My pal Tom Spurgeon, the Comics Reporter, was visiting from New Mexico (and staying with us) this weekend to attend the Brooklyn Comics and Graphics Festival, so on Saturday I drove out to the Our Lady of Mt. Carmel Church in Williamsburg to see some cartoonists and serve as Tom’s valet. I took no pictures, so instead you get 20 quick observations/notes on the afternoon. After I shaved off the Hitler.

1. I was dressed pretty generic adult-prep at the event — white button-down oxford, black sweater, tobacco khakis — and was kinda stunned to find out that all the sartorial stereotypes about Williamsburg hipster guys were true: the trucker hats, wild facial hair, chunky eyeglasses, flannels, skintight jeans, Converse, etc. I had assumed this stuff was an exaggeration, but it was a veritable uniform for the men at the festival and in the neighborhood. I think some of the cartoonists treated me nicely because I was dressed like such a (non-ironic) square. Or an adult. Whatever.

2. The festival was just packed. I was impressed by the turnout. It’s a smaller affair than the Toronto Comic Arts Festival we attend every May, but New York paradoxically may not have the same space opportunities that Toronto has, at least for an event that doesn’t charge admission for attendees. It’s got a lot of potential, esp. with the Williamsburg art-crowd, but it’ll be tough to keep the show from getting too crowded.

3. I was awfully darned happy to get to chat with Drew Friedman, whose work I’ve enjoyed for about 20 years. He turned out to be a really pleasant guy, and liked the stylish business card my wife got me for my 40th birthday. I gave him the card so he could spell my 3-letter name correctly in the copy of Too Soon? that I bought from him. I also picked up a super-awesome print that’s going to be a Christmas present for a pal of mine. He seemed happy when I told him that his dad’s memoir is the next book on my reading list. Overall, I was surprised by how warm he was in conversation. For some reason, I thought he’d be a bit irascible.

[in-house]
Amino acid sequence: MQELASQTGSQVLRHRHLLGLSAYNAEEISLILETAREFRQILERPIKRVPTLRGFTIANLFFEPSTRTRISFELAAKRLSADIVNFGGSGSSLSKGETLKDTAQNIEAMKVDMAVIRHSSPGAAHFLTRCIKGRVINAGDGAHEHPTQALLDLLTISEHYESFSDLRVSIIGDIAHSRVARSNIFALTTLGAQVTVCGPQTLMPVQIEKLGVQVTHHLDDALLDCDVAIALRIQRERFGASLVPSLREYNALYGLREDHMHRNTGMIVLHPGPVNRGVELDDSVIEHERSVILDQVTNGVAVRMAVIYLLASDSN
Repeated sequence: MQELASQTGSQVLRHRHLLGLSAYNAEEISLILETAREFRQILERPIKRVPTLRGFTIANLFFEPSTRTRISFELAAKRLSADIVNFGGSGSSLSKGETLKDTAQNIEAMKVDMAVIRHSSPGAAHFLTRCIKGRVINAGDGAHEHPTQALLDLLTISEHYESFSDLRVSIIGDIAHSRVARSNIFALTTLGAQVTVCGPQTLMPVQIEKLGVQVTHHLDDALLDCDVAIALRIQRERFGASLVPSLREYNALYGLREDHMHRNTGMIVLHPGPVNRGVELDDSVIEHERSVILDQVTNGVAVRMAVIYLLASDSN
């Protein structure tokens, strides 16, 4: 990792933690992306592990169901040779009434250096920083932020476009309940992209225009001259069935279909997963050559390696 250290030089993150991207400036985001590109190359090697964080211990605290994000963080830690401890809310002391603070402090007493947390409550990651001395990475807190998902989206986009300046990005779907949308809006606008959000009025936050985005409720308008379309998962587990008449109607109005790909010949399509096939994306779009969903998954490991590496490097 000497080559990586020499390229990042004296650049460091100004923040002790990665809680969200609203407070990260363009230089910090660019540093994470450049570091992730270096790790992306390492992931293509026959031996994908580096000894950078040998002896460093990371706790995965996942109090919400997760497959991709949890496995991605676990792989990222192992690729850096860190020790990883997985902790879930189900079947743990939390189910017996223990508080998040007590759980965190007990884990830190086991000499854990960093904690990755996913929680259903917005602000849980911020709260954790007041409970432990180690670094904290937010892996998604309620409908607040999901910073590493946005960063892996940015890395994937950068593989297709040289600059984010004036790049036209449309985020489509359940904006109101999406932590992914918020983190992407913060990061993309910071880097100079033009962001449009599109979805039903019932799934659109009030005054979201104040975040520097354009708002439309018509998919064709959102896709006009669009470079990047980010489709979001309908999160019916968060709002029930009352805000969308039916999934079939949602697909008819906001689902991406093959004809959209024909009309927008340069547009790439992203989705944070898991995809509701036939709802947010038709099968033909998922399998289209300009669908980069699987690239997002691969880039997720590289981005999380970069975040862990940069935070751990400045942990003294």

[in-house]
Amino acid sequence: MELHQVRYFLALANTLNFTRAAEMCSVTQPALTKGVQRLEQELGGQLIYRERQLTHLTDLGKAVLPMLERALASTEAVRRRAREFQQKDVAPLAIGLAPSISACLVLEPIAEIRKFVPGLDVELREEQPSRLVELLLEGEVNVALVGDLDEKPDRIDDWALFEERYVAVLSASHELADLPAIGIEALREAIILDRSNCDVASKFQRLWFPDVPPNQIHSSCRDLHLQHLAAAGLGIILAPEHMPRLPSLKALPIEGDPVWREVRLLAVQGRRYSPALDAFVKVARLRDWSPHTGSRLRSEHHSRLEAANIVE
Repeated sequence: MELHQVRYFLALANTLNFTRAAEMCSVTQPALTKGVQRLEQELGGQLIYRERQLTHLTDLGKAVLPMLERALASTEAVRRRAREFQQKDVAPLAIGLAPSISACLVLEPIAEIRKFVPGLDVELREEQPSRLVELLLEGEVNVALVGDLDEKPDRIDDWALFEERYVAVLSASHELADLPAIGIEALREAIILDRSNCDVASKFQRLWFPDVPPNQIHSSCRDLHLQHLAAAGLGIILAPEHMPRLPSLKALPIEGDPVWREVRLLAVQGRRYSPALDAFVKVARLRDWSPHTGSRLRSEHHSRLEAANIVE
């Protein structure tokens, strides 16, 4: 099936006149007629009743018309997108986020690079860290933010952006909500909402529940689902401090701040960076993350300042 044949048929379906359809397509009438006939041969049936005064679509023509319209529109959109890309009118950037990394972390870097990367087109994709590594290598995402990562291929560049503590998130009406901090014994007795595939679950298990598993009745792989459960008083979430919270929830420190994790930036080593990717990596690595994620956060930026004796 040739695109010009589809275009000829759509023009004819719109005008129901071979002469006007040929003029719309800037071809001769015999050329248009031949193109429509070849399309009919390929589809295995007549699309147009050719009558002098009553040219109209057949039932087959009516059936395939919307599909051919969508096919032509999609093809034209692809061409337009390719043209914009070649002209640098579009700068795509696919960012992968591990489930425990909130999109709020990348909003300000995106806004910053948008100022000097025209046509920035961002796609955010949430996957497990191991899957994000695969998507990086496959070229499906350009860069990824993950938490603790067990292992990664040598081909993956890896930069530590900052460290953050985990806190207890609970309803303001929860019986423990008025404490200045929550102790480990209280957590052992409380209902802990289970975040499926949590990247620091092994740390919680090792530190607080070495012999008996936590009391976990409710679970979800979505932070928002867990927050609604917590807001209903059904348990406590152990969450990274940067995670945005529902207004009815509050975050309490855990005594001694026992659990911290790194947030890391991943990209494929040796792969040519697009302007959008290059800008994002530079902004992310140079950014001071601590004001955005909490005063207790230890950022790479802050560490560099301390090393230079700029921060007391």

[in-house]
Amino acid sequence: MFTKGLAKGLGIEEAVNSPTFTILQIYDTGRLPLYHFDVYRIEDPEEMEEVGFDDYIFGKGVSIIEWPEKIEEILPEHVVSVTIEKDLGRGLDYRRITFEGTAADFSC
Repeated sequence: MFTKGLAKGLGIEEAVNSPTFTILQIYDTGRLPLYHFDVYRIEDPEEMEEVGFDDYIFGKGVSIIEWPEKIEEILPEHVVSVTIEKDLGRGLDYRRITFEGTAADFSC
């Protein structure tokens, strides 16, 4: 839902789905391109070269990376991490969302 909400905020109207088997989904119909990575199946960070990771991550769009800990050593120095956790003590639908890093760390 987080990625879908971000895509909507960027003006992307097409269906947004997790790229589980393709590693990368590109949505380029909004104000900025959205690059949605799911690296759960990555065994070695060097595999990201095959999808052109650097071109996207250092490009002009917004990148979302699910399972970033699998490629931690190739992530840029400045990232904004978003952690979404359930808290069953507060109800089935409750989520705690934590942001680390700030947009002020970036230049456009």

4. Earlier in the day, I discovered a great Gary Panter rarity, a cardboard-bound proto-collection of his Jimbo comics from 1982, at our local Barnes & Noble. It was in the first-editions case of the B&N’s used books section. I thought Gary would like to see it, so I brought it to the festival. He beamed, and drew me a great Jimbo & dinosaur sketch inside the front cover. He also liked Amy’s business card and asked to keep it. (You should read my wacky story about my first meeting with Gary.)

5. I turned from one table and literally bumped into Matt Groening, who was at the festival with his son Abe. He may be the highest net worth individual to whom I’ve ever said, “Pardon me.” I’m pretty sure some of my friends would have simply fainted dead away upon meeting Mr. Groening.

6. I had a mind-blowingly good tongue burrito at Yola’s Cafe on Metropolitan Ave.